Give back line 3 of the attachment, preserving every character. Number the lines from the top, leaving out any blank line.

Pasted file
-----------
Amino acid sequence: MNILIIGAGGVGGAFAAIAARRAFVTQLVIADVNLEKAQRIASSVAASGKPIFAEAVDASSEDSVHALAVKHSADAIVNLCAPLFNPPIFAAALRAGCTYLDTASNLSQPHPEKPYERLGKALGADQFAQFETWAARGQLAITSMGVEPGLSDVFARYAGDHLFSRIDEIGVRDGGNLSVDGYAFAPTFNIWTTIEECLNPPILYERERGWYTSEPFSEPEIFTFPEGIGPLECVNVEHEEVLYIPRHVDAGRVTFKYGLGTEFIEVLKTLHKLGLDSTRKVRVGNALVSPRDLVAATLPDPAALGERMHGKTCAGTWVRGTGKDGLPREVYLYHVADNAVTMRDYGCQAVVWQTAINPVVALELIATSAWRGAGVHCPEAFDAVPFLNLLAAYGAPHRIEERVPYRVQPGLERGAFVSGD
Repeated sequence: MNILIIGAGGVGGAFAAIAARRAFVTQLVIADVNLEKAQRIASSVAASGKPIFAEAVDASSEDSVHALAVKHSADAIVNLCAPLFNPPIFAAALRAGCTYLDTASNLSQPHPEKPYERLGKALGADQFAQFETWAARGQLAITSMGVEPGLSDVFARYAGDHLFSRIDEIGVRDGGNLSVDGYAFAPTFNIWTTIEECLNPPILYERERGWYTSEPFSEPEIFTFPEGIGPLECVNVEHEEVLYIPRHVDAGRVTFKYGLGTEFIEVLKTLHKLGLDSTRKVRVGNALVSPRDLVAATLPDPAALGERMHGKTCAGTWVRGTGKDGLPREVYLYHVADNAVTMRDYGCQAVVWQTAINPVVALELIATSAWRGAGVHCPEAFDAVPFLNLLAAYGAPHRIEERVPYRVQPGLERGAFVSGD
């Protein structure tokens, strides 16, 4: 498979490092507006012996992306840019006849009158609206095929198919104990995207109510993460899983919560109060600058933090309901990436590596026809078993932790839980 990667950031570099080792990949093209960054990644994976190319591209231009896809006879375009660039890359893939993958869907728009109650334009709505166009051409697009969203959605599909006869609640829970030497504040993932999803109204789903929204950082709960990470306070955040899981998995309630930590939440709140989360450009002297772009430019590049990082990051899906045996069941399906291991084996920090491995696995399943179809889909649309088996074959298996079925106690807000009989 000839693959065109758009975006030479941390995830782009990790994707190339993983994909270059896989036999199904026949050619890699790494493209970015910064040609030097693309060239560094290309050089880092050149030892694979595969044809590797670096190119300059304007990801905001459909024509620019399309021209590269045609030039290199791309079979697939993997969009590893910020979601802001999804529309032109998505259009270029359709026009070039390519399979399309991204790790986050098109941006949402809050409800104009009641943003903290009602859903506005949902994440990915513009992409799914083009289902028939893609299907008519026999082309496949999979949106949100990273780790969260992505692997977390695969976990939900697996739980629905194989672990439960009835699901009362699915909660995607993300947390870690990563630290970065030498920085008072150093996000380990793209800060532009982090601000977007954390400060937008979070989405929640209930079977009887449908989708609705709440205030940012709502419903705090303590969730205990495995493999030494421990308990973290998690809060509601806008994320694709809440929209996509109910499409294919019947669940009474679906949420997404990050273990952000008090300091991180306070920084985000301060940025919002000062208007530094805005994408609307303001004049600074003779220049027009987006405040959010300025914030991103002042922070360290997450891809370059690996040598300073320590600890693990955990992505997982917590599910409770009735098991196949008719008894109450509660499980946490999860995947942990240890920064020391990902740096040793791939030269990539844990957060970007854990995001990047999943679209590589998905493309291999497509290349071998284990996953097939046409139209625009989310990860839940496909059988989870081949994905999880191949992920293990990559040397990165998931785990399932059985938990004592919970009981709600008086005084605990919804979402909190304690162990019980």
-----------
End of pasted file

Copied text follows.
């Protein structure tokens, strides 16, 4: 498979490092507006012996992306840019006849009158609206095929198919104990995207109510993460899983919560109060600058933090309901990436590596026809078993932790839980 990667950031570099080792990949093209960054990644994976190319591209231009896809006879375009660039890359893939993958869907728009109650334009709505166009051409697009969203959605599909006869609640829970030497504040993932999803109204789903929204950082709960990470306070955040899981998995309630930590939440709140989360450009002297772009430019590049990082990051899906045996069941399906291991084996920090491995696995399943179809889909649309088996074959298996079925106690807000009989 000839693959065109758009975006030479941390995830782009990790994707190339993983994909270059896989036999199904026949050619890699790494493209970015910064040609030097693309060239560094290309050089880092050149030892694979595969044809590797670096190119300059304007990801905001459909024509620019399309021209590269045609030039290199791309079979697939993997969009590893910020979601802001999804529309032109998505259009270029359709026009070039390519399979399309991204790790986050098109941006949402809050409800104009009641943003903290009602859903506005949902994440990915513009992409799914083009289902028939893609299907008519026999082309496949999979949106949100990273780790969260992505692997977390695969976990939900697996739980629905194989672990439960009835699901009362699915909660995607993300947390870690990563630290970065030498920085008072150093996000380990793209800060532009982090601000977007954390400060937008979070989405929640209930079977009887449908989708609705709440205030940012709502419903705090303590969730205990495995493999030494421990308990973290998690809060509601806008994320694709809440929209996509109910499409294919019947669940009474679906949420997404990050273990952000008090300091991180306070920084985000301060940025919002000062208007530094805005994408609307303001004049600074003779220049027009987006405040959010300025914030991103002042922070360290997450891809370059690996040598300073320590600890693990955990992505997982917590599910409770009735098991196949008719008894109450509660499980946490999860995947942990240890920064020391990902740096040793791939030269990539844990957060970007854990995001990047999943679209590589998905493309291999497509290349071998284990996953097939046409139209625009989310990860839940496909059988989870081949994905999880191949992920293990990559040397990165998931785990399932059985938990004592919970009981709600008086005084605990919804979402909190304690162990019980």